If you fail at both, you might lose business because consumers want to spend their money on the best quality products they can find but for less.
By perking up the color of produce with water mist, it gives the perception of freshness; crispy just picked from the farm vibes.
Would you rather spend your money on wilted, dry-looking lettuce or vibrant, crisp lettuce with a water mist on the leaves?
If you’ve never been conditioned to this process, you might for the wilted look, which is common if produce doesn’t fly off the shelves in the UK, but in Canada, glistening is best.
Finally, we all love a clean, sparkly vehicle because it looks new again; the same goes for produce.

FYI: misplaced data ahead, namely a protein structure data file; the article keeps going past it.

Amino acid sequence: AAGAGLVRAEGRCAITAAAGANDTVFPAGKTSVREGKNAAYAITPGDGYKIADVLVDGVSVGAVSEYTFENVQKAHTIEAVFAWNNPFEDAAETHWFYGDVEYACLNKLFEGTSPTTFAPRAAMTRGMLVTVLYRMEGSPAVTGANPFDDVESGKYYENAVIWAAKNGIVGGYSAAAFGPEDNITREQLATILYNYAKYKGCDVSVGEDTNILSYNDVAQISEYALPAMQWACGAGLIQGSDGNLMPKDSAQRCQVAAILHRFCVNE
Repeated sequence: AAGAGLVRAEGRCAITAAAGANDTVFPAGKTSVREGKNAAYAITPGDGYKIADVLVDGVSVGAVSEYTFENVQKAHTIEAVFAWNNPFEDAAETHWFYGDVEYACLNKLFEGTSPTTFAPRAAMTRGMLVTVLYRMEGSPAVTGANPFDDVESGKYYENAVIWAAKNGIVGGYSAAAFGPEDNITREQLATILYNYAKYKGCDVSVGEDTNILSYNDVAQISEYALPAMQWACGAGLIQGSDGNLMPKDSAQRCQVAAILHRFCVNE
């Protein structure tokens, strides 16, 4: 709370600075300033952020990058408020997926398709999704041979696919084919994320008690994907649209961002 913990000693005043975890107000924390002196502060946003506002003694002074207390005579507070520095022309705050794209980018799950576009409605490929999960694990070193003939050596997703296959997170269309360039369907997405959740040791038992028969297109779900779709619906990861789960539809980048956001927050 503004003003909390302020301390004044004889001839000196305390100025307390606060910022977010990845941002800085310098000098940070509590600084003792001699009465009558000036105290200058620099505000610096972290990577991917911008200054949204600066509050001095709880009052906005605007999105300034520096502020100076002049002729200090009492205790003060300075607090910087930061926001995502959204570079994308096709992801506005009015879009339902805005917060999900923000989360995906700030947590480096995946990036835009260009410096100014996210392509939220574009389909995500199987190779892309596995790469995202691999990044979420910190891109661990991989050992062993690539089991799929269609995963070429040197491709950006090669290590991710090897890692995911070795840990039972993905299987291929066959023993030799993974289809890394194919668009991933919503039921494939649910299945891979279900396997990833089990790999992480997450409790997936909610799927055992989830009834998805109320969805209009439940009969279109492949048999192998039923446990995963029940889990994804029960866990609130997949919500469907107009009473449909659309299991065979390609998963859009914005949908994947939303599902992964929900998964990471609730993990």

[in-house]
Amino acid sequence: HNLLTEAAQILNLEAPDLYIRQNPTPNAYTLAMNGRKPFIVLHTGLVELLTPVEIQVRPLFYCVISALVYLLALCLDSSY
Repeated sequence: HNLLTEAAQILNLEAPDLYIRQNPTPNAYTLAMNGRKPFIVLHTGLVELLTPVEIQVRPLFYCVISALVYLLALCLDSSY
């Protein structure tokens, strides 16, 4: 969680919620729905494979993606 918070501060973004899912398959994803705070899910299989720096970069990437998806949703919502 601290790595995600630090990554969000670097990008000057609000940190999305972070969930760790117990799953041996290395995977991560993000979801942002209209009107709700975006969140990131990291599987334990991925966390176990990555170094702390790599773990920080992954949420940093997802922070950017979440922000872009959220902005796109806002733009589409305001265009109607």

If you’ve ever been to a fruit orchard early in the morning or your back garden to pick, you most likely will notice dew drops of water or mist on the trees.
The sensory experience I get from picking an apple like this and eating it screams fresh, crisp, and clean.
I confess more goes into my belly than the basket at times.
All the happy findings a consumer craves when sourcing produce, especially organic.
Unfortunately, not everyone can pick fruit, especially when it is out of season, so the next best place is the grocery store, market, or farm (in-season).
The allure of cleanliness makes our eyes sparkle and drives us to buy!
Not All Produce Gets A Water Mist
Although using a water mist will keep produce looking lovely for longer, some vegetables such as cabbage, potatoes, zucchini, yams, onions, and those with a wax covering won’t need a water mist.
The skins on the outside help keep moisture in for far longer.
Discussion: What have I missed about why grocers water mist their produce?